Adapted RER and Transiliens

RER and Transiliens in the Paris area accessible to disabled people.

Adapted RER and Transiliens

It should be noted that one part of lines RER A and B is operated by the RATP and another part by the SNCF. Therefore, accessibility and mode of use may differ slightly according to the station. On the other hand, all of RER lines C, D and E are operated by the SNCF, as well as lines H, J, K, L, N, P, R and U of the Transilien.

Accessiblity in stations

RER, signalétique, nuit © Thinkstock
Physical disability

Stations adapted for people in wheelchairs are equipped with lifts and wider passageways at ticket validation points. These adjustments also benefit people with pushchairs or luggage. A mobile ramp between the platform and train is put in place by a member of staff at the station to ensure that trains are accessible. This piece of equipment enables wheelchair users to get on and off the train via the door situated behind the driver.
If the station is an RATP one, you can contact a member of staff using the accessible and easily-located call points and interphones, located on all station platforms, and near to ticket validation points.
If the station is an SNCF one, you must book the Accès Plus Transilien service by telephone +33 (0)9 70 82 41 42 from 7am to 8pm 7/7 (cost of a local call) or by email no later than the day before.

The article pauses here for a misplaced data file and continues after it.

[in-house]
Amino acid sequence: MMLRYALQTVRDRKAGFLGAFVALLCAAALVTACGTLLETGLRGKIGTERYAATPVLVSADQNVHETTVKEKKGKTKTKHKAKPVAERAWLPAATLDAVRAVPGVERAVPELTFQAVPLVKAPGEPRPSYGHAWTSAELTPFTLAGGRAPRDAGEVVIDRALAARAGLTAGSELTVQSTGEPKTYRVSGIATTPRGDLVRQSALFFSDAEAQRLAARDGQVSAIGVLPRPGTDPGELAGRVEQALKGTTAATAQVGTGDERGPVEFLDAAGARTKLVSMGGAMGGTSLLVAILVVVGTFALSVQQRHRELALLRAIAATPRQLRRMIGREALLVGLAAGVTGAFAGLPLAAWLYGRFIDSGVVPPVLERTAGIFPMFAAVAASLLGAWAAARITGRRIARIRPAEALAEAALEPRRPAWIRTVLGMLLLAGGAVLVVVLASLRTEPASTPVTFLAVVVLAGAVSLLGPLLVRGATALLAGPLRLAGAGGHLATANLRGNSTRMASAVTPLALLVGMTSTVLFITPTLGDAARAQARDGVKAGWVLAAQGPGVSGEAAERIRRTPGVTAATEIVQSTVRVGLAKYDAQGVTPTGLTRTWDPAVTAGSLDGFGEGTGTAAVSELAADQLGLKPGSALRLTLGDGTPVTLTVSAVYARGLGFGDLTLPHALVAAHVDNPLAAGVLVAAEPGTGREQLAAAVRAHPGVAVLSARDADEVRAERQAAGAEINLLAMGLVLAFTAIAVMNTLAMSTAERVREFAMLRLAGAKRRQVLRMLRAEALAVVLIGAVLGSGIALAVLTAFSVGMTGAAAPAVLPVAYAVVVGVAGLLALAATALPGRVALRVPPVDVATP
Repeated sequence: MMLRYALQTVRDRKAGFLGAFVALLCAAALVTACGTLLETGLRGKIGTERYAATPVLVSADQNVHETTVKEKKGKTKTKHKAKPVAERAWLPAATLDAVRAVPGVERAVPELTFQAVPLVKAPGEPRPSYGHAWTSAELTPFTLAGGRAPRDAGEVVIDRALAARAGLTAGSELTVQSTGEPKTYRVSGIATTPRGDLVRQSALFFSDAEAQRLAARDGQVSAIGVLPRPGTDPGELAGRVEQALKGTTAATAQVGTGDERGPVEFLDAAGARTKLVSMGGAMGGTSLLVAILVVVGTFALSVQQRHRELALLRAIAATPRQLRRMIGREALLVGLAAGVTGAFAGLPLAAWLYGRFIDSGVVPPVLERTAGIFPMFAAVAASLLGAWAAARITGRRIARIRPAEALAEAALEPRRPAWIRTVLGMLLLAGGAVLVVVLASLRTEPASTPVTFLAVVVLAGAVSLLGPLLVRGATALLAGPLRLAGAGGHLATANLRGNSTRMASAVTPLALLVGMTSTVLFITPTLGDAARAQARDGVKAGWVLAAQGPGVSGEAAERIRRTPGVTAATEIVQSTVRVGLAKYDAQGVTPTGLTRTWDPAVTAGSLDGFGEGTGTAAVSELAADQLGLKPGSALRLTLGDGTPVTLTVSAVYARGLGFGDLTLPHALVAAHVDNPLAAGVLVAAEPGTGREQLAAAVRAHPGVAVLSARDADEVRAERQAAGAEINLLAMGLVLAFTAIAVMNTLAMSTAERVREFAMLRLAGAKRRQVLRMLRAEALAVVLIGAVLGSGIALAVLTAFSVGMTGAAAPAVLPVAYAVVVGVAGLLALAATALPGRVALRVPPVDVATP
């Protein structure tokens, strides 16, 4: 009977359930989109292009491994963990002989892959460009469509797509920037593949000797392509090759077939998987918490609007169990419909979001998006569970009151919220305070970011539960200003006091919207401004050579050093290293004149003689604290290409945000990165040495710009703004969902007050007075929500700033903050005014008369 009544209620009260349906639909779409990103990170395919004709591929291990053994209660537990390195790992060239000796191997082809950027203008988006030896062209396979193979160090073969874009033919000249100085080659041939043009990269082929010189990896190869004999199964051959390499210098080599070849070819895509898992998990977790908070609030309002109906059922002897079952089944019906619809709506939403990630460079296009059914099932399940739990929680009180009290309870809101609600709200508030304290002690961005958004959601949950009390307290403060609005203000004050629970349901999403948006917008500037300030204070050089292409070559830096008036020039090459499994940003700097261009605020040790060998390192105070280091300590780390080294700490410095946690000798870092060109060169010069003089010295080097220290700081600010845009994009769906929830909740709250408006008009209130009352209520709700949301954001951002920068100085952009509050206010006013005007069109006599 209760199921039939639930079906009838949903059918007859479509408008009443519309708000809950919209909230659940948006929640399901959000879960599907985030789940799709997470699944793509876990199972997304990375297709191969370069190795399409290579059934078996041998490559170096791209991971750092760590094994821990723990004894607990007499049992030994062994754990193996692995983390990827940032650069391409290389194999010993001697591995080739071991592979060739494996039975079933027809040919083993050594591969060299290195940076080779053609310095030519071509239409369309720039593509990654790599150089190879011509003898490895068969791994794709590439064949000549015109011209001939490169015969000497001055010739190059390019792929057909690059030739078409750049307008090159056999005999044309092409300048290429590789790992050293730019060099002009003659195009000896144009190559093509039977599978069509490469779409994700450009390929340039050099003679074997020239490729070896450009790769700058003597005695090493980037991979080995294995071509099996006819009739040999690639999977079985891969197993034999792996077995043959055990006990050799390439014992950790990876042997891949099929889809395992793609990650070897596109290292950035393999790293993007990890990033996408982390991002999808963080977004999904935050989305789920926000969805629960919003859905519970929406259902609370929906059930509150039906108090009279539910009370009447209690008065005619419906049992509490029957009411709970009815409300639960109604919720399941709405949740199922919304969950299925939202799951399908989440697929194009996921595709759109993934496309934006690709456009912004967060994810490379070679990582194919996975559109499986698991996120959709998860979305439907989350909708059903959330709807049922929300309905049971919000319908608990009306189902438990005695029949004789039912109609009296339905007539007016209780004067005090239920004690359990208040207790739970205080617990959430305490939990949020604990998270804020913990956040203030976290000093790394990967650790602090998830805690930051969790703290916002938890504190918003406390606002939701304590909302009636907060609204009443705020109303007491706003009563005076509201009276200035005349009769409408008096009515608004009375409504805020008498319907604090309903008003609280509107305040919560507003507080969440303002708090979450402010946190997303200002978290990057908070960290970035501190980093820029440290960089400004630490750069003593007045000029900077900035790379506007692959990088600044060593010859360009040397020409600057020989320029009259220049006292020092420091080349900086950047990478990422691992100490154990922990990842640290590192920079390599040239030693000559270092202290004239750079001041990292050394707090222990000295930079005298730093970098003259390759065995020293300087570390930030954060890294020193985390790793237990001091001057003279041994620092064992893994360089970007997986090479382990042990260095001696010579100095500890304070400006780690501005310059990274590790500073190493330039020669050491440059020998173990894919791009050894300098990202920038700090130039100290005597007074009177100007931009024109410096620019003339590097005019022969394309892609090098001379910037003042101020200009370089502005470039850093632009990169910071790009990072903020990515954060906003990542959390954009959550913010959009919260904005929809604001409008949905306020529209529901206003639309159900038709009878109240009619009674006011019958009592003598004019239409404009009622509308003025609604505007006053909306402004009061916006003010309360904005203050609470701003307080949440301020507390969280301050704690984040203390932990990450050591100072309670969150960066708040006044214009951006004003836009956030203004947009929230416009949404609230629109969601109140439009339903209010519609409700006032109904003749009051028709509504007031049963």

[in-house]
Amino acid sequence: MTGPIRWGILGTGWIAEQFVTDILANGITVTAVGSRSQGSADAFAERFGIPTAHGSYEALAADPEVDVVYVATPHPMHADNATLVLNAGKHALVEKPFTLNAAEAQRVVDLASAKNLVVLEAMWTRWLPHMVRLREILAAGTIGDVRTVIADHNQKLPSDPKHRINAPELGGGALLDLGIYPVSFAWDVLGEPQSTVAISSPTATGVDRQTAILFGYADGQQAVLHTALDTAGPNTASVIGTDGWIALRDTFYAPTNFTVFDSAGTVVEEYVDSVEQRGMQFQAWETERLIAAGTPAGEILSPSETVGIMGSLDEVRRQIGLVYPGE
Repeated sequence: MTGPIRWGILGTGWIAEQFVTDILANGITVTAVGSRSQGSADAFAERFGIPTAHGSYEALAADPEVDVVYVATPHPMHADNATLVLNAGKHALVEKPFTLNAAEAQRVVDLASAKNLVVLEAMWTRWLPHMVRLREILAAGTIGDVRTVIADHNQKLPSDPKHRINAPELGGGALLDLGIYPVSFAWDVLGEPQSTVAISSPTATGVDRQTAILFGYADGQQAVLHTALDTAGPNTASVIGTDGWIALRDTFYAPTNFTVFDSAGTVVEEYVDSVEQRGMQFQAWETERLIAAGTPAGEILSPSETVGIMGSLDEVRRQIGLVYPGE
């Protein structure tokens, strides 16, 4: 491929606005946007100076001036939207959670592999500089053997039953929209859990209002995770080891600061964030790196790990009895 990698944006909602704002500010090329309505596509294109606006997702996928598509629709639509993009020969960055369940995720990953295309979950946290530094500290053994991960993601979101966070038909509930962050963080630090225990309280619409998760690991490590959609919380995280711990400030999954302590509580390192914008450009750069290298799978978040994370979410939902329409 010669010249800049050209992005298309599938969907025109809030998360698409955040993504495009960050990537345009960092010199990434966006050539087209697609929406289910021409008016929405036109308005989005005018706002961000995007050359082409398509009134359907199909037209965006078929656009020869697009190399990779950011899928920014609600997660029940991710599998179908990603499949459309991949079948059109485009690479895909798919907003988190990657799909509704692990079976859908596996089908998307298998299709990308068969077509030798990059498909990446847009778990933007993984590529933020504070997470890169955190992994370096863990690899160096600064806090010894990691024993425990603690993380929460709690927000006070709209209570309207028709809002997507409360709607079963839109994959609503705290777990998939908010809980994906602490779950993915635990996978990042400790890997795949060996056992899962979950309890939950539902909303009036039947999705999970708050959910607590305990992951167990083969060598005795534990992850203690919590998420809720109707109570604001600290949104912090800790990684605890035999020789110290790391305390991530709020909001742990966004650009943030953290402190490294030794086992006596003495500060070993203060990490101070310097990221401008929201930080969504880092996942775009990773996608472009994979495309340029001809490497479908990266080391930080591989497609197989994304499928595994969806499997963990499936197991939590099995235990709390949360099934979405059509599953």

Visual disability

For visually-impaired people, hazard warning strips have been put on all platform edges of the Métro and RER networks. Blister raised surfaces are perceptible to a person’s feet or walking stick and warn blind and sight-impaired people of the proximity of the railway line.
For a trial period, information shown on panels in RER stations about the destination (waiting time, stations served, etc.) are going to be coupled with a spoken message. To avoid too many messages in the station, this audio information will be available ‘on request’ via mobile phones and Bluetooth.

Accessibility on board the RER

Visual disability

For visually-impaired people, all visual information on the RER A and B is coupled with audio information: announcements for the next stop and closing of doors.

Hearing disability

For hearing-impaired people, the next stop is also announced visually via a flashing light. So that travellers know what direction the train is going in, the stations which the train has already travelled through remain illuminated. These illuminated maps already exist in RER A trains and are gradually being introduced into RER B trains in the course of the renewal of rolling stock.

Find out more:
RATP / Accessibility rail network
Support for disabled people

- +33 (0)9 70 81 83 85 (non-surcharged call), every day from 7am to 10pm, except May 1st.
- Contact form
For all accessible public transport in the Paris region, Vianavigo/Infomobi provides information in French and English on the accessibility of transport networks and on the availability of lifts for people in wheelchairs.
- 32 46 (€0.34/min), from Monday to Friday from 7am to 9pm and at the weekend from 9am to 5pm.
The 32 46 is accessible to deaf people here. Means of communication are possible in French sign language, cued speech and simultaneous written transcription.
SNCF service Accès Plus Transilien:
- +33 (0)9 70 82 41 42 (cost of a local call from a landline, excluding any eventual surcharge by your operator), every day from 7am to 8pm.